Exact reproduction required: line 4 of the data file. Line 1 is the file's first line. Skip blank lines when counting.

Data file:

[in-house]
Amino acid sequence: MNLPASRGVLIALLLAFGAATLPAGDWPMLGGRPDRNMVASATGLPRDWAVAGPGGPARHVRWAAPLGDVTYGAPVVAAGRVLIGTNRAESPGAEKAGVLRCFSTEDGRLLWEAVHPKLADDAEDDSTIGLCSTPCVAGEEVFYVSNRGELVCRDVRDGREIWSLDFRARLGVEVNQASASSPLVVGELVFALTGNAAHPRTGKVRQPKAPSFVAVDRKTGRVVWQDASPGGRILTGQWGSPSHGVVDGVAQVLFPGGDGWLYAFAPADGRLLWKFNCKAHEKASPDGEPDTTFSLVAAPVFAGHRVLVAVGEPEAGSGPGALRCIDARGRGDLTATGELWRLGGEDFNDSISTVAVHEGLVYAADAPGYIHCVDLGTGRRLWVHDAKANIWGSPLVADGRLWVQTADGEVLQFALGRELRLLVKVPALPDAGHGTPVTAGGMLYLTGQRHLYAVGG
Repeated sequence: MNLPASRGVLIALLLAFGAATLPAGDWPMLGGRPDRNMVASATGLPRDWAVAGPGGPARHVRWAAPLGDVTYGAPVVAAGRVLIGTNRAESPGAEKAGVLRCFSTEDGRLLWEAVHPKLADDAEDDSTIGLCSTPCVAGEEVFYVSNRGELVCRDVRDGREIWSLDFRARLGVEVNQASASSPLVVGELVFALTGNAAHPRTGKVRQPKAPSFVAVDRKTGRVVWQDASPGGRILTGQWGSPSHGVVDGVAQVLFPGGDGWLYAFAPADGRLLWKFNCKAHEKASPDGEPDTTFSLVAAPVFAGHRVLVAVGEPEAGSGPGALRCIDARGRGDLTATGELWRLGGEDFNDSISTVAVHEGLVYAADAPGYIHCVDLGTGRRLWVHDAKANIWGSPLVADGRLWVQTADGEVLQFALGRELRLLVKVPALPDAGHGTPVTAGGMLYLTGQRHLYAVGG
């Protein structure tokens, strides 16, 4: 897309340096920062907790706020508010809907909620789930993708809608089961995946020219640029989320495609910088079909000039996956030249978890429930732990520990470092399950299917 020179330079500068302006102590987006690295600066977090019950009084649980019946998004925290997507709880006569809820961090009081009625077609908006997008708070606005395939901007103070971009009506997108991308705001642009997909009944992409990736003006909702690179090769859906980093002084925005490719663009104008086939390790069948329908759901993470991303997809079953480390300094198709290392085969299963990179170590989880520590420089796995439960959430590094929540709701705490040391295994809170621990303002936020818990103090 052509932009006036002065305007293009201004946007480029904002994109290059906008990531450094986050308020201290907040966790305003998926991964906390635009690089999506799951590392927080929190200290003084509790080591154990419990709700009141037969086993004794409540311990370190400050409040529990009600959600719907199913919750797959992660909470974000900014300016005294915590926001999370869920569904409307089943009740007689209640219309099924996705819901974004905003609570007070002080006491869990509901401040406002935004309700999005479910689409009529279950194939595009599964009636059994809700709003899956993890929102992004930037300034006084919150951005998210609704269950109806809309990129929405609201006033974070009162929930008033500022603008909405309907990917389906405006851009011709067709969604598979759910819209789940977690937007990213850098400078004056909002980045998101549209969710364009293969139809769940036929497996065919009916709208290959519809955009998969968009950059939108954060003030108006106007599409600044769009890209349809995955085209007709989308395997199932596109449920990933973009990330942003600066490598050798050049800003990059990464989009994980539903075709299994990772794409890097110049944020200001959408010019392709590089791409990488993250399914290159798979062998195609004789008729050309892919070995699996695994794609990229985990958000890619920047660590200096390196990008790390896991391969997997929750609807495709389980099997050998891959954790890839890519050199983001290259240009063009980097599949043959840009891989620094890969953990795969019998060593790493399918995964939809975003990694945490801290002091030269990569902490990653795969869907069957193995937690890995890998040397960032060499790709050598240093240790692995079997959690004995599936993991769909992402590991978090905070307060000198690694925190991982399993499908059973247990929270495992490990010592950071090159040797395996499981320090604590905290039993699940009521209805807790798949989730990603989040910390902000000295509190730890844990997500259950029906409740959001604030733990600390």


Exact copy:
């Protein structure tokens, strides 16, 4: 897309340096920062907790706020508010809907909620789930993708809608089961995946020219640029989320495609910088079909000039996956030249978890429930732990520990470092399950299917 020179330079500068302006102590987006690295600066977090019950009084649980019946998004925290997507709880006569809820961090009081009625077609908006997008708070606005395939901007103070971009009506997108991308705001642009997909009944992409990736003006909702690179090769859906980093002084925005490719663009104008086939390790069948329908759901993470991303997809079953480390300094198709290392085969299963990179170590989880520590420089796995439960959430590094929540709701705490040391295994809170621990303002936020818990103090 052509932009006036002065305007293009201004946007480029904002994109290059906008990531450094986050308020201290907040966790305003998926991964906390635009690089999506799951590392927080929190200290003084509790080591154990419990709700009141037969086993004794409540311990370190400050409040529990009600959600719907199913919750797959992660909470974000900014300016005294915590926001999370869920569904409307089943009740007689209640219309099924996705819901974004905003609570007070002080006491869990509901401040406002935004309700999005479910689409009529279950194939595009599964009636059994809700709003899956993890929102992004930037300034006084919150951005998210609704269950109806809309990129929405609201006033974070009162929930008033500022603008909405309907990917389906405006851009011709067709969604598979759910819209789940977690937007990213850098400078004056909002980045998101549209969710364009293969139809769940036929497996065919009916709208290959519809955009998969968009950059939108954060003030108006106007599409600044769009890209349809995955085209007709989308395997199932596109449920990933973009990330942003600066490598050798050049800003990059990464989009994980539903075709299994990772794409890097110049944020200001959408010019392709590089791409990488993250399914290159798979062998195609004789008729050309892919070995699996695994794609990229985990958000890619920047660590200096390196990008790390896991391969997997929750609807495709389980099997050998891959954790890839890519050199983001290259240009063009980097599949043959840009891989620094890969953990795969019998060593790493399918995964939809975003990694945490801290002091030269990569902490990653795969869907069957193995937690890995890998040397960032060499790709050598240093240790692995079997959690004995599936993991769909992402590991978090905070307060000198690694925190991982399993499908059973247990929270495992490990010592950071090159040797395996499981320090604590905290039993699940009521209805807790798949989730990603989040910390902000000295509190730890844990997500259950029906409740959001604030733990600390």